• They can all be worn on the front, hip, or back. Like the SSC, this allows for a wide variety of carries and activities. If baby needs to be fed or simply needs reassurance that you’re there, you can wear her on the front. If you need to see the terrain you’re adventuring across, you can switch baby to your back if she has enough head, neck, and trunk control to prevent themselves from slumping down in the carrier (note: more experienced wearers can begin using a mei tai on the back before it is safe to do so with an SSC).
  • Many varieties come with hoods, which can provide sun coverage or head support for your child, especially if she falls asleep.
  • They transition easily from on to off the trails.

a close-up of a smiling brown-skinned woman and white-skinned man; the man wears a baby on his front in a black mei tai; in the background you can see a paved path, some green grass, and mountains that fill the frame


  • They are objectively a bit more difficult than the SSC to learn.
  • The long straps will frequently touch or drag on the ground when putting a child in or taking her out.
  • Because some companies make various sizes, the mei tai you start out with may not be comfortable for the duration of time you may want to wear your child. If this is the case, sizing up may be necessary.
  • Few, if any, styles come with built-in storage options. Those that do will not provide enough storage for hiking necessities
  • They are not as easy to clean as some of the framed backpack carriers. You may have to spot treat them and then wash them with gentle detergent on the delicate cycle in your washing machine and then line dry.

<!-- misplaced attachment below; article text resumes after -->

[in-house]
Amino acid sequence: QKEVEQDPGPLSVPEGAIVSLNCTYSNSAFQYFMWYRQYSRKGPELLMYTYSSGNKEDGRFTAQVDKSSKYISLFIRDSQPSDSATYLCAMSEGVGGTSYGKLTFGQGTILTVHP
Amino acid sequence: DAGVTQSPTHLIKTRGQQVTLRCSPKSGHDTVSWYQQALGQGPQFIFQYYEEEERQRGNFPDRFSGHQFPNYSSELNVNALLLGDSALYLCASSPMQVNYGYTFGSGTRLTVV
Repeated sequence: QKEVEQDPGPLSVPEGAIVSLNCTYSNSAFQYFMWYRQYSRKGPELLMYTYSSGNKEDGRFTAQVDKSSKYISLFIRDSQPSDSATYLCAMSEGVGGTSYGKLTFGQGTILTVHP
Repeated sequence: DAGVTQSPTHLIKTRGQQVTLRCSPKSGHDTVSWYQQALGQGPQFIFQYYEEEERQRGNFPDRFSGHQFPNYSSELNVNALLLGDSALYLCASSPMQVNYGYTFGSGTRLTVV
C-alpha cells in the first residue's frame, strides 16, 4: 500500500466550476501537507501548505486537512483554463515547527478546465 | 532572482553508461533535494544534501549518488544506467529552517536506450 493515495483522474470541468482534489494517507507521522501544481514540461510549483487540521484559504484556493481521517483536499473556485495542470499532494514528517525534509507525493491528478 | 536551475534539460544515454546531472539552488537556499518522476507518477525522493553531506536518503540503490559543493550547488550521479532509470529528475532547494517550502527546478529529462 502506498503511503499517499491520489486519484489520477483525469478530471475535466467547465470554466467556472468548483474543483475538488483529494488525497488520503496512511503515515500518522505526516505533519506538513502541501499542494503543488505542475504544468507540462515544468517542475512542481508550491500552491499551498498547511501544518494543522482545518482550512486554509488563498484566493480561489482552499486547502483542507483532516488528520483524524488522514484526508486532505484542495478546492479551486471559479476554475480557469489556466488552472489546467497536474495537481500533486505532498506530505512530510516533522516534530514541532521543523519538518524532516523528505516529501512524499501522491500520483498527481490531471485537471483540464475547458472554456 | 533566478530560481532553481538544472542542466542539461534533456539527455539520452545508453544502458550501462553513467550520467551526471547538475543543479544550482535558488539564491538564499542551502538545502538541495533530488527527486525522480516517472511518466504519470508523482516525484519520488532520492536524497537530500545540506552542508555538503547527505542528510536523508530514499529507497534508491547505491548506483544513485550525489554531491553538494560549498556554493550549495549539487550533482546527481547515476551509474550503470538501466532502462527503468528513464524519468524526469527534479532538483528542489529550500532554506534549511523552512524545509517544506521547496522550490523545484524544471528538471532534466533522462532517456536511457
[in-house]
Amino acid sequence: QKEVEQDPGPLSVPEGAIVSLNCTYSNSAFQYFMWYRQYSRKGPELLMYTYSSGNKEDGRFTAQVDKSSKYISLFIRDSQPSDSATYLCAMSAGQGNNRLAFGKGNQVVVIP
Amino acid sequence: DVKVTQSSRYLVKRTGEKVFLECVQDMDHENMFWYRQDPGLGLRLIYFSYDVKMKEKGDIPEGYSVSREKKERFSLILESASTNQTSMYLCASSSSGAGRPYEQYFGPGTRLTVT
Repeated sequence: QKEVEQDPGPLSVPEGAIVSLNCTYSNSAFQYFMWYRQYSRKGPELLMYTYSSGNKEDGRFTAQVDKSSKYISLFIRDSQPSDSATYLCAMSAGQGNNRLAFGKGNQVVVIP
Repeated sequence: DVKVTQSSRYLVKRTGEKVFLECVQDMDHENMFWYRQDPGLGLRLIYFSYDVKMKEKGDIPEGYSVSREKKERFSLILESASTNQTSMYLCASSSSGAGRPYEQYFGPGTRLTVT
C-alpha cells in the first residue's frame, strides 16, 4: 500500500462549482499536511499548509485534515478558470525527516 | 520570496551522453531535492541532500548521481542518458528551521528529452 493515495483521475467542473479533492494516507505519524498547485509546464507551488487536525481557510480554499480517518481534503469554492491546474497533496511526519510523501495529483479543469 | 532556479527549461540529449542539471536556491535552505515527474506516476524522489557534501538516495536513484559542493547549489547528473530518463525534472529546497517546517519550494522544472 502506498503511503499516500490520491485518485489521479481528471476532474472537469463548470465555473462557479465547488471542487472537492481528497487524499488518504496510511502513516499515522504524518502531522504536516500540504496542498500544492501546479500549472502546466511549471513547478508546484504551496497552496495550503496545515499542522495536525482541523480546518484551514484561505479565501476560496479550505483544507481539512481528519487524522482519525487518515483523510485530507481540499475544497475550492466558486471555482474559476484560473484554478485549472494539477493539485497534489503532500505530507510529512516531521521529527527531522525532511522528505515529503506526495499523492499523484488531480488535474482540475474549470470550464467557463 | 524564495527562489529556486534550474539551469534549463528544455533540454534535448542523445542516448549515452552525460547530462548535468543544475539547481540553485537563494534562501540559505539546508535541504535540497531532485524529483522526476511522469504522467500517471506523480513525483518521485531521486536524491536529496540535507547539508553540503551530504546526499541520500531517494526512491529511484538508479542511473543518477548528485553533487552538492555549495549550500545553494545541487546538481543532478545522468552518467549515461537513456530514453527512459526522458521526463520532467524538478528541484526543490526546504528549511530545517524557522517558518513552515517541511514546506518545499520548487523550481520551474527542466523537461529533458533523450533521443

BOTTOM LINE: This is another great carrier for babywearers who want to hike, but who also want a carrier to use around the house or out on errands. They are quick, once you get the hang of tightening and adjusting them, and they can move seamlessly from one wearer to the next. They are extremely easy to nurse in, and most can be worn without any modifications from birth. I highly recommend this type of carrier, especially for caregivers with younger children who may not be walking yet.

a brown-skinned woman stands in profile atop of a cement pillbox structure overlooking a green neighborhood and the ocean in the background; she smiles at the camera and wears a smiling baby on her back in a rainbow mei tai

Woven Wraps

The term “woven wrap” includes any carrier that is made from one long piece of fabric that is woven together. Woven wraps can trace their origins back to many ancient cultures around the globe, and modern companies either handweave or machine weave their products. They are made in countless colors, patterns, and fiber combinations, and they typically come in a range of eight lengths. They are gaining popularity in the western world, but they may not be the type of carrier that comes to mind when you think “hiking.” But maybe it’s the right one for you!